Today, FORGE snagged the second largest grant given to a transgender organization. From their press release:
Less than a month after starting a 3-year, nearly $300,000 federally-funded project to improve the nation’s sexual violence and criminal justice professionals’ ability to respectfully and appropriately serve transgender survivors of sexual violence, FORGE has been awarded a second federal grant to provide direct services to transgender survivors and SOFFA (Significant Others, Friends, Family and Allies).
The second grant, from the Office of Violence Against Women, allocates $299,987 to fund three years of FORGE-run outreach and direct services to transgender sexual assault survivors (of all genders) living anywhere in the United States. Under the new grant and with the help of member sub-organizations of the National Coalition of Anti-Violence Programs, FORGE will:
- Expand its existing peer support listserv and revamp and update its web-based resource center (www.forge-forward.org/transviolence) for transgender (and other) survivors of sexual assault and SOFFAs.
- Recruit, train, and supervise volunteers to provide individualized information and referral to transgender survivors of sexual assault and SOFFAs, and to staff a Buddy Program that provides one-on-one, ongoing support to survivors and SOFFAs.
- Develop and disseminate three guides: “A Self-Help Guide for Transgender Sexual Violence Survivors,” “A Guide for SOFFAs of Transgender Sexual Violence Survivors,” and “A Guide to Finding a Trans-Savvy Sexual Violence Therapist” (years two and three).
- Adapt FORGE’s existing Writing to Heal materials for delivery via the web and/or teleconference, to make these highly-rated services available to survivors and SOFFAs nationwide (years two and three).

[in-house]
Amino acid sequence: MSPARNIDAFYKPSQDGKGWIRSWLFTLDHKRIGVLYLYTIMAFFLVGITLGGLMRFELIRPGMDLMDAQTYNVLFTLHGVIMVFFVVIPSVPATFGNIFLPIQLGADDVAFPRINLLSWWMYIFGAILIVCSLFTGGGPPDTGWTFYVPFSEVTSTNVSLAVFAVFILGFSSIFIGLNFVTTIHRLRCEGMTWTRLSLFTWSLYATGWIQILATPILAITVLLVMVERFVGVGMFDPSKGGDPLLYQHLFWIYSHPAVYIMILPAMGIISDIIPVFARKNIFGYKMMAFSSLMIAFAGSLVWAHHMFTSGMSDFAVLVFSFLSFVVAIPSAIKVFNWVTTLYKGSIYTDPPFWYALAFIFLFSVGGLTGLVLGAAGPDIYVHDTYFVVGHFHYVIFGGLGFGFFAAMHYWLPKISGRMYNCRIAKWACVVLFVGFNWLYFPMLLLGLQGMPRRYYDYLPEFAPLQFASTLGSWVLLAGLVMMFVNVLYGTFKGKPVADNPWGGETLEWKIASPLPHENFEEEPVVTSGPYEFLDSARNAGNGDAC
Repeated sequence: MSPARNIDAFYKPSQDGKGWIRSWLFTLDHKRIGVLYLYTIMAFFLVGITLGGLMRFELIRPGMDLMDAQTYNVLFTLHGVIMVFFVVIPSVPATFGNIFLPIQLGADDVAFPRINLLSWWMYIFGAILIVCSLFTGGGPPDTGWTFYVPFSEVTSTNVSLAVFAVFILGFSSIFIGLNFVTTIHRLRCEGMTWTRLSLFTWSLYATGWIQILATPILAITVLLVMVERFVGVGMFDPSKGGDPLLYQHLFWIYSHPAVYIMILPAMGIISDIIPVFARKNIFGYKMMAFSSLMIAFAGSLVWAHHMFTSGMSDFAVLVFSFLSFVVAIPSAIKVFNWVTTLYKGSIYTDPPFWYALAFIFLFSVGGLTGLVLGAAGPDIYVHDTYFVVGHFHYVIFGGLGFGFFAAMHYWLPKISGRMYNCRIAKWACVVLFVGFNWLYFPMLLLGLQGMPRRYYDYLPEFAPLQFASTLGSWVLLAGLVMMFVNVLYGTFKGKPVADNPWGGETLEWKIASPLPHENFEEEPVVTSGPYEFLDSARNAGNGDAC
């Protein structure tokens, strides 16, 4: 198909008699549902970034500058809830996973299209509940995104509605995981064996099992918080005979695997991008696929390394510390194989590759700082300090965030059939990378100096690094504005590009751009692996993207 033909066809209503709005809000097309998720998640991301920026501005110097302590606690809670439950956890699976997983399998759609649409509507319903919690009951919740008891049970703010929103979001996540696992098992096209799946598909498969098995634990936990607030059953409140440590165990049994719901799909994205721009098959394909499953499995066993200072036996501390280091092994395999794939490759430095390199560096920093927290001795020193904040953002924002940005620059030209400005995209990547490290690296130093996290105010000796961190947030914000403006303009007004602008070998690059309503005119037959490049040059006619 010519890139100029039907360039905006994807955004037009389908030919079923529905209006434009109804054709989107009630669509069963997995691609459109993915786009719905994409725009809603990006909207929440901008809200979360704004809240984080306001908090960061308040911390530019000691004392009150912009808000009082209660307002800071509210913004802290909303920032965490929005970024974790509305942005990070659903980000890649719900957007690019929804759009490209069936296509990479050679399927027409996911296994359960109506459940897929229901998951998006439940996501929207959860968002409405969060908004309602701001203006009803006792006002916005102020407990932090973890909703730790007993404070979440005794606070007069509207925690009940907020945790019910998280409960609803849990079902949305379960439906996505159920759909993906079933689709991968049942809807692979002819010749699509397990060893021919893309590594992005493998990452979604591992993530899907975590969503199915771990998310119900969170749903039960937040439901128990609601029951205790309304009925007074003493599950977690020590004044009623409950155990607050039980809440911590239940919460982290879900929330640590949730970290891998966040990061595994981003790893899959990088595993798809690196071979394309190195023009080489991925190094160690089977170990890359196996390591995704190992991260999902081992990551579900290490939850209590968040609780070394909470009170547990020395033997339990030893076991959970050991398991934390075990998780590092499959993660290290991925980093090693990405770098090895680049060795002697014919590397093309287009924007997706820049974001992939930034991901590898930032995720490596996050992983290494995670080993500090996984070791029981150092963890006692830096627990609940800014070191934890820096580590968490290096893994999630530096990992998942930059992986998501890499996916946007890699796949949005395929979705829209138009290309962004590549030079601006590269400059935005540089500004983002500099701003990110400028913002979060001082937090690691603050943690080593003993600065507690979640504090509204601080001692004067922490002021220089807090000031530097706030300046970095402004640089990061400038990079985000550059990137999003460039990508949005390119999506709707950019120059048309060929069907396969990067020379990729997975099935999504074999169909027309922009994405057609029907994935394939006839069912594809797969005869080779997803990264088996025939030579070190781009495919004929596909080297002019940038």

- Provide direct outreach, materials dissemination, and/or advertising at transgender conferences.
Studies conducted by FORGE and other researchers have found extremely high rates of sexual violence against transgender people, with approximately one in two transgender people having survived sexual assaults. This project is designed to closely meet the needs and preferences of transgender sexual violence survivors as uncovered by a national survey FORGE conducted in 2004. Among the study’s key findings:
- Transgender survivors and SOFFAs have an ongoing need for support that may last more than a decade after the assault(s).
- Transgender survivors prefer to use individual therapists, friends, partners, and self-help materials as opposed to existing mainstream sexual assault services. Because of this, SOFFAs of transgender people need significant education and support of their own.
- Transgender survivors often desire to have discussion and support around transgender-specific issues such as how a sexual assault history might impact (trans)gender identity and how to find a therapist that can competently address both a sexual assault history and a survivor’s possible desire to access hormones and/or surgery.
- Transgender survivors and SOFFAs often express a sense of hopelessness, isolation, and permanent “brokenness.” The Buddy Program is designed to break this isolation and link survivors with trained peers who are further along the healing path and who can provide hope, support, and guidance.
FORGE was founded in 1994 and is headquartered in Milwaukee, Wisconsin. Its Executive Director, michael munson, is available to answer questions about this or other FORGE projects. He can be reached at firstname.lastname@example.org or by calling 414-559-2123.